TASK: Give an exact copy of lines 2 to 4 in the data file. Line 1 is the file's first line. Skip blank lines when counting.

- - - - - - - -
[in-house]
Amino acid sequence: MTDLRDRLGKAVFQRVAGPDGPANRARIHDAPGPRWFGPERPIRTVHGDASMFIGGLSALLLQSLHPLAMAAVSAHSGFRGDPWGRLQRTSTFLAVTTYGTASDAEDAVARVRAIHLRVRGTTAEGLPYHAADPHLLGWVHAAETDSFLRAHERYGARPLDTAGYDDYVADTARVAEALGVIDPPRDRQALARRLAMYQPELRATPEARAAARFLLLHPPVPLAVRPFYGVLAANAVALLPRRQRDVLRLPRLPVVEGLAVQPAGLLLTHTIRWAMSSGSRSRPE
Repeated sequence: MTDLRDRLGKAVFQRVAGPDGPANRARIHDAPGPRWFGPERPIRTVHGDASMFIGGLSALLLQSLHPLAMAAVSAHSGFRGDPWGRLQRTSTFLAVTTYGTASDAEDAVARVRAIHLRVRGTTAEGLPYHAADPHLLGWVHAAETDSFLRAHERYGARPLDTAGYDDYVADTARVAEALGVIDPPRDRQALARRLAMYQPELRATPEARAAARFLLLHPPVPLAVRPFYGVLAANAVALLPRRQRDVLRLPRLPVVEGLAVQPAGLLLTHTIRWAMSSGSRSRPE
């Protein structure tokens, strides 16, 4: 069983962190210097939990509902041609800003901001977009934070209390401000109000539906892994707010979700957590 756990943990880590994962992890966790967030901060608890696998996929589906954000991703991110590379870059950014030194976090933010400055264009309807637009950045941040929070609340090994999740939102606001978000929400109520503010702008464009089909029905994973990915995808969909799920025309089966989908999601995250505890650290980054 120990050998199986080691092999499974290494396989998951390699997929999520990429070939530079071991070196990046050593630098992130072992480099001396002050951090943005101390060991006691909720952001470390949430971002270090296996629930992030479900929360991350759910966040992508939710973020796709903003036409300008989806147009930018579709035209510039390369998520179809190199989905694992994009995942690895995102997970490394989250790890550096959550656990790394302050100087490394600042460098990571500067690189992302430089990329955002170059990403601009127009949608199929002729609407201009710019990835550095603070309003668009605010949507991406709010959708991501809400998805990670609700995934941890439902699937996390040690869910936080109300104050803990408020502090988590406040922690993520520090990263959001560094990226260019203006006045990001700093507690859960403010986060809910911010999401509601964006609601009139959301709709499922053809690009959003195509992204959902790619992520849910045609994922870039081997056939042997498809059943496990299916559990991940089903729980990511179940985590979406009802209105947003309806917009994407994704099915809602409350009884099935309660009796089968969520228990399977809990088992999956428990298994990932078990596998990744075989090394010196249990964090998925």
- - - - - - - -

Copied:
Amino acid sequence: MTDLRDRLGKAVFQRVAGPDGPANRARIHDAPGPRWFGPERPIRTVHGDASMFIGGLSALLLQSLHPLAMAAVSAHSGFRGDPWGRLQRTSTFLAVTTYGTASDAEDAVARVRAIHLRVRGTTAEGLPYHAADPHLLGWVHAAETDSFLRAHERYGARPLDTAGYDDYVADTARVAEALGVIDPPRDRQALARRLAMYQPELRATPEARAAARFLLLHPPVPLAVRPFYGVLAANAVALLPRRQRDVLRLPRLPVVEGLAVQPAGLLLTHTIRWAMSSGSRSRPE
Repeated sequence: MTDLRDRLGKAVFQRVAGPDGPANRARIHDAPGPRWFGPERPIRTVHGDASMFIGGLSALLLQSLHPLAMAAVSAHSGFRGDPWGRLQRTSTFLAVTTYGTASDAEDAVARVRAIHLRVRGTTAEGLPYHAADPHLLGWVHAAETDSFLRAHERYGARPLDTAGYDDYVADTARVAEALGVIDPPRDRQALARRLAMYQPELRATPEARAAARFLLLHPPVPLAVRPFYGVLAANAVALLPRRQRDVLRLPRLPVVEGLAVQPAGLLLTHTIRWAMSSGSRSRPE
């Protein structure tokens, strides 16, 4: 069983962190210097939990509902041609800003901001977009934070209390401000109000539906892994707010979700957590 756990943990880590994962992890966790967030901060608890696998996929589906954000991703991110590379870059950014030194976090933010400055264009309807637009950045941040929070609340090994999740939102606001978000929400109520503010702008464009089909029905994973990915995808969909799920025309089966989908999601995250505890650290980054 120990050998199986080691092999499974290494396989998951390699997929999520990429070939530079071991070196990046050593630098992130072992480099001396002050951090943005101390060991006691909720952001470390949430971002270090296996629930992030479900929360991350759910966040992508939710973020796709903003036409300008989806147009930018579709035209510039390369998520179809190199989905694992994009995942690895995102997970490394989250790890550096959550656990790394302050100087490394600042460098990571500067690189992302430089990329955002170059990403601009127009949608199929002729609407201009710019990835550095603070309003668009605010949507991406709010959708991501809400998805990670609700995934941890439902699937996390040690869910936080109300104050803990408020502090988590406040922690993520520090990263959001560094990226260019203006006045990001700093507690859960403010986060809910911010999401509601964006609601009139959301709709499922053809690009959003195509992204959902790619992520849910045609994922870039081997056939042997498809059943496990299916559990991940089903729980990511179940985590979406009802209105947003309806917009994407994704099915809602409350009884099935309660009796089968969520228990399977809990088992999956428990298994990932078990596998990744075989090394010196249990964090998925």